Perhaps I should really think about buying in Malaysia instead of Singapore. Prices there sound dirt-cheap compared to Singapore. Plus freehold…
Of course if I’m going to buy in Malaysia, I might as well explore what Philippines and other countries around the region have to offer.
From Straits Times, September 23, 2007:
“Buying into booming Malaysia
Foreigners grab residential properties in KL and other hot sites, forcing prices to double in prime districts
By Jessica Cheam
SWANKY PROJECTS IN THE KLCC such as The Troika (above) are fetching as much as RM2,000 (S$874) psf. The boom has spread to surrounding districts, including U-Thant, near where the 9 Madge freehold condominium is located.
JUST a few months ago, the notion that sale prices for residential properties in Malaysia would reach the RM2,000 (S$874) per sq ft (psf) mark would have seemed preposterous.
Today, however, swanky and luxurious high-end projects such as The Troika – designed by world-famous architect Norman Foster – in the Kuala Lumpur City Centre (KLCC) have done just that. Only six months ago, homes at The Troika were available at half that price (RM1,000 psf).
Singapore’s property market is not the only one that has surged forward in recent months. Across the Causeway, KLCC is enjoying its own property boom – spurred by various factors, including the relaxation of foreign ownership rules and the elimination of a property gains tax in April.
As a result, Malaysian properties are increasingly catching the investor’s eye – and are now ‘back on the international radar’, said Mr Tim Murphy, the managing director of Hong-Kong based property investment firm Intellectual Property.
Mr Murphy was speaking to 200 investors here in Singapore as part of a series of educational seminars on emerging markets for property investments that the firm is holding this week.
Malaysia and Vietnam were singled out as good ‘buy to let’ investment markets, as property prices in these two countries, although rising, are still lower than those in mature markets such as Singapore and Hong Kong. Prices of high-end homes in prime locations in Singapore, for example, have now exceeded $5,000 psf.
Mr Rohan Cavaliero, one of the seminar speakers, said ‘foreign investors are flocking in droves’ to Malaysia now. Until recently, he was the group general manager of Malaysian developer Bandar Raya Developments, which is behind prime freehold projects such as The Troika and The Capsquare Residences.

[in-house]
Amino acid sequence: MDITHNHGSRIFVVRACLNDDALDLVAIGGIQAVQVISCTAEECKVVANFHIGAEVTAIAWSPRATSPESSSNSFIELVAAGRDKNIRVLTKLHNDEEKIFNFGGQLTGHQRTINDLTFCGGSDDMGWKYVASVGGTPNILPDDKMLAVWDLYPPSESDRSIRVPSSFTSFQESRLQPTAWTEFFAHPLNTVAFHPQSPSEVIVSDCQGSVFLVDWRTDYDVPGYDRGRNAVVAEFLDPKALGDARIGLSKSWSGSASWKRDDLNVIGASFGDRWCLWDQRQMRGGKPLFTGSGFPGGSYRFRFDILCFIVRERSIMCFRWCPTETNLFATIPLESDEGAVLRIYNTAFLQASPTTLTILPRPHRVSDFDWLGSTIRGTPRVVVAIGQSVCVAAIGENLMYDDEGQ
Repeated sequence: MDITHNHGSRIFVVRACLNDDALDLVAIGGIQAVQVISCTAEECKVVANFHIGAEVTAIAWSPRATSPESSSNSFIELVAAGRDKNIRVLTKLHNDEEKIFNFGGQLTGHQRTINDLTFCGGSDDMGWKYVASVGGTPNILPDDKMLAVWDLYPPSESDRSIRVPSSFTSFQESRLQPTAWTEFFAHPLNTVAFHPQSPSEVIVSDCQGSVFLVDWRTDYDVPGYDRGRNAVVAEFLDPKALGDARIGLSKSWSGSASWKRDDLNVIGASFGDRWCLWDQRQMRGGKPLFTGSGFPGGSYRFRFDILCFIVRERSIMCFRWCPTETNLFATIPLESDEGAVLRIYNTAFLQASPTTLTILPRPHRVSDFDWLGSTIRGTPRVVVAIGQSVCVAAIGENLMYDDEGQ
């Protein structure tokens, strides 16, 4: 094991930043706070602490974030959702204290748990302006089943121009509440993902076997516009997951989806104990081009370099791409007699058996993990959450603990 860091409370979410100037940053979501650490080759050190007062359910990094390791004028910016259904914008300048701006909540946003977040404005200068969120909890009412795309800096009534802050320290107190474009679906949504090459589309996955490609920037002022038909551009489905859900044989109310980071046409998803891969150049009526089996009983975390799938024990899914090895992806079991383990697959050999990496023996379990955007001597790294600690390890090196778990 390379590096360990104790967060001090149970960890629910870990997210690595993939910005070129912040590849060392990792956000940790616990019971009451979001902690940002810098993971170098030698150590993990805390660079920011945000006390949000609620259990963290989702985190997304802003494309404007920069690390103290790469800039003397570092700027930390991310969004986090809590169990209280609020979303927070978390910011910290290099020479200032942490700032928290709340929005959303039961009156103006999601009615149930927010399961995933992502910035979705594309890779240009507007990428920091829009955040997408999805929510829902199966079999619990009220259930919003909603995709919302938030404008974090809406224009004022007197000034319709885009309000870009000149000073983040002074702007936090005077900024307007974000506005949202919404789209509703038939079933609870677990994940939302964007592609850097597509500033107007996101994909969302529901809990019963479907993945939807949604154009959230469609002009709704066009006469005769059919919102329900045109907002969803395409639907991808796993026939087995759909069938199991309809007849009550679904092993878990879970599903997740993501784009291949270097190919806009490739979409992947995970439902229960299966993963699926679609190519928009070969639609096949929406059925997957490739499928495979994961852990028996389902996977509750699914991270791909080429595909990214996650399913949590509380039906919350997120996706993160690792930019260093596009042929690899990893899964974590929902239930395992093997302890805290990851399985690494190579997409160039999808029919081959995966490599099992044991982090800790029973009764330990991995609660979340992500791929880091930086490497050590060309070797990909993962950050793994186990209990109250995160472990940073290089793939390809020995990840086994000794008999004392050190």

‘There has been a general capital appreciation across the board for KLCC properties, even for suburban markets in the vicinity,’ said Mr Cavaliero, who has lived in Kuala Lumpur for 14 years.
Prices in areas around KLCC – Bangsar and Mont Kiara, for example – recently reached RM1,000 psf, up from RM400 to RM600 psf in the first half of this year, he said. ‘Those who bought a year ago are really laughing all the way to the bank now,’ he said.
Investors who buy to rent out can achieve high rental yields of 5 per cent to 7 per cent, although at current prices, yields are starting to fall for high-end homes, he added.
Mr K.K. Yap, who manages the prestige homes division of Rahim & Co, a sales associate of property consultancy Savills in Malaysia, said foreign investors are the main driver behind the boom in high-profile properties; local residents buy mainly suburban projects. ‘In the first half, locals were driving the boom. Now, more foreigners are driving it because the market is still very cheap,’ he said.
He said local residents will continue to invest in good-quality projects in KLCC’s suburbs priced at RM600 to RM900 psf as ‘most are undervalued and have big potential upside’.
Knight Frank Malaysia said in a recent report that it expects an exciting second half for KLCC, with more than 10 launches likely, including Hampshire Place, Icon Kuala Lumpur and Seni Mont’Kiara.
Singapore investor Chan Ye-Pan, a 40-year-old sales manager who was at the seminar, said his interest in Malaysian properties had been revived. But he said he would tread cautiously as he was wary of the nation’s ‘changing laws’.
However, Mr Murphy pointed to Malaysia’s commitment to deregulating the property market. Also, it is pushing its Malaysia, My Second Home programme to entice foreigners.
Mr Murphy said Penang, Langkawi and the Iskandar Development Region in Johor Baru are also potential sites for good investment properties.
Mr Cavaliero is already investing in Langkawi. He is a founding director of 99 East Langkawi, a property developer currently constructing a low-density, high-end residential oceanfront project on Bukit Malut, where the Langkawi Golf Club is located.
Property investments in such areas, however, can take three to five years or more to mature, said Mr Murphy. ‘These are not suitable for short-term gains. But ultimately, if you do your due diligence and are patient, the potential is enormous.’
Some tips for property investors
It may sound simple, but be sure to do your research. Take time to understand the dynamics of the market and don’t be a ‘sheep investor’, buying impetuously without first checking out the financial viability of the investment.
Six words to remember when researching a market: Legals, borrowing, liquidity, yields, tax and currency.
Look for properties built by established developers with good track records, especially if you’re investing in a developing market.
Choose properties that can be supported by the local market – homes that will attract locals to rent.
Always engage a lawyer to read all the legal documents, for example, the sales purchase agreement and deed of mutual covenant, which contains terms that are binding on all flat owners of a multi-unit building.”